Investigating student teaching supervision: a case study at Faculty of Education, Burapha University

Muongmee, Suchinda (2014) Investigating student teaching supervision: a case study at Faculty of Education, Burapha University. Other Degree thesis, Victoria University.


This case study action research investigated student teaching supervision at Burapha University’s Faculty of Education. It had three phases. In Phase I, the researcher used quantitative methodology - surveys – to reach 155 student teachers (ST), 147 school (SCHS) and 56 university (BUUS) supervisors to gauge perceptions of issues in student teaching supervision during the university’s teaching practice program between November 2003 and February 2004. The overall response rate was 61.17 percent. Survey data were reported as descriptive case studies for each population separately and for respondents as a whole. In Phase II, a small group of volunteer SCHS and BUUS, who were majors in English deliberated on these data in workshops and drafted a supervision guideline to address issues. The researcher facilitated this development, documenting it as a case study of ‘participative action research (PAR)’. Facilitation continued in Phase III with the researcher arranging to trial the guideline at three separate school sites between November 2004 and February 2005. Supervisors from school and university (N=6) who had contributed to its development were paired to supervise three final year ST, also majors in English who were enrolled in the project subsequent to giving their informed consent. Each functioning group of supervisors and ST at each site constituted a ‘triad’. The researcher evaluated the trial, observing ST classroom teaching and post-lesson discussions with supervisors. She also conducted individual focused interviews with the triad to elicit their perceptions of the impact of the guideline on quality of supervision. Reports for each site were compiled; since the trial ‘replicated’ the same process at three separate sites a cumulative report of the experience was provided. Findings from this ‘formative’ evaluation were that supervisors had implemented some guideline recommendations with fidelity and in full, including creating an atmosphere of ‘amicable’ supervision, other recommendations to some extent and a few not at ii all, in part because of logistical problems that prevented some university supervisors in particular from participating in recommended activities. Analysis showed that the guideline was perceived to be ‘useful’ for improving some aspects of the quality of supervision. However, it did not address all issues of concern and was hampered by the Faculty’s lack of an articulated model of teaching practice. Limitations include the single university program studied, that only English majors were involved in designing the guideline and that developers were also those who trialed it. Recommendations for improving teaching practice and further research are made to appropriate agencies.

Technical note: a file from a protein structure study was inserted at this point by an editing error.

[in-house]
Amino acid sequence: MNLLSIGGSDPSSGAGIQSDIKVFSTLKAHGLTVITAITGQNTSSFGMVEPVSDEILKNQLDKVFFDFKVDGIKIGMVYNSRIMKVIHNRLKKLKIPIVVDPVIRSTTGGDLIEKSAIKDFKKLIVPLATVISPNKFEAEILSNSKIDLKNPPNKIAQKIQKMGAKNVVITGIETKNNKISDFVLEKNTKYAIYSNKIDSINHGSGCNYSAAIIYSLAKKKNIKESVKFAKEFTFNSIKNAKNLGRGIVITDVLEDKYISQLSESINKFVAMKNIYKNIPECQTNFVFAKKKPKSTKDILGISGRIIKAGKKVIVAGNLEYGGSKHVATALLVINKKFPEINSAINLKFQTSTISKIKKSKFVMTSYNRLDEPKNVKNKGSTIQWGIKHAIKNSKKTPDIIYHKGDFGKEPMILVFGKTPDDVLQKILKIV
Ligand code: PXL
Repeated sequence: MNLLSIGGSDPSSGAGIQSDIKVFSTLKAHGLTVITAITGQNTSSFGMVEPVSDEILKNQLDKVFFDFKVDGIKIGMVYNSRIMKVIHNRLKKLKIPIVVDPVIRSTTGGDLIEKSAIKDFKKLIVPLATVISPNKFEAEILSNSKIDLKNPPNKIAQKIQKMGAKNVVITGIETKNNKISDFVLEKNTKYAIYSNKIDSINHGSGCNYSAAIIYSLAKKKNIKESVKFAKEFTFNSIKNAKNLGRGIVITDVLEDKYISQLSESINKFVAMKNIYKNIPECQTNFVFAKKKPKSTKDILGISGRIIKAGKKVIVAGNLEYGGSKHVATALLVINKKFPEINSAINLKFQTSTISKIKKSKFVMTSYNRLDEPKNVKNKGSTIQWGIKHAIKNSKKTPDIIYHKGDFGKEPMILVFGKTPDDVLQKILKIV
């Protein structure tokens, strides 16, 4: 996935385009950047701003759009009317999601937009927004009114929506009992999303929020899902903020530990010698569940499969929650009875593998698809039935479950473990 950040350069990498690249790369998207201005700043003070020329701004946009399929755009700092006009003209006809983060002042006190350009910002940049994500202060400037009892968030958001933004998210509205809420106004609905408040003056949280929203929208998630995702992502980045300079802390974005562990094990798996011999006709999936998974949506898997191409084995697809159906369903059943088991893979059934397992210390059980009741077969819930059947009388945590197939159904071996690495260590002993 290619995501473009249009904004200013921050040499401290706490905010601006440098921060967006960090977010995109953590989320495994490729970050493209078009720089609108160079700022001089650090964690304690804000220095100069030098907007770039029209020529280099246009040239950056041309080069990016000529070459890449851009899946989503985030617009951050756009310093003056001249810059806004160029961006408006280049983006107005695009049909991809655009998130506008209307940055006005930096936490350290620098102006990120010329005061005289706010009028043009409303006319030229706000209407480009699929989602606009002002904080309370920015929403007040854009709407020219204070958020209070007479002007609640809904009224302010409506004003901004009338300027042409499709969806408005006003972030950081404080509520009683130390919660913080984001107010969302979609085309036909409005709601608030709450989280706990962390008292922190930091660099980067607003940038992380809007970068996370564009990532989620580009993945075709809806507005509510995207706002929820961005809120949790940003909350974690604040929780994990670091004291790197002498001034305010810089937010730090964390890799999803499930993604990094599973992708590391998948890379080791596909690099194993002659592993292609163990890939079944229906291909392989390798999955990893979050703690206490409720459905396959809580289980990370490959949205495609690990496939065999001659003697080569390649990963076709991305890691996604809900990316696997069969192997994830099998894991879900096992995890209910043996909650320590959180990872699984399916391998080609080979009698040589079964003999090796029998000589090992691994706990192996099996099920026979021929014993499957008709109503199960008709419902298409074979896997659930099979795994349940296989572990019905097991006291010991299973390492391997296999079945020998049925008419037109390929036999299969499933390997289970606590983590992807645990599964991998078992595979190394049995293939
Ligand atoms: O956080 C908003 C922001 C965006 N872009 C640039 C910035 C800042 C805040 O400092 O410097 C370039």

Additional Information

Doctor of Education

Item type Thesis (Other Degree thesis)
Subjects Historical > Faculty/School/Research Centre/Department > School of Education
Historical > FOR Classification > 1303 Specialist Studies in Education
Keywords Burapha University, action research, case studies, teaching practice, student teaching, supervision, guidelines, professional learning, student teachers, education degree, pre-service teachers, training, work integrated learning, WIL, Bangsaen, Thailand
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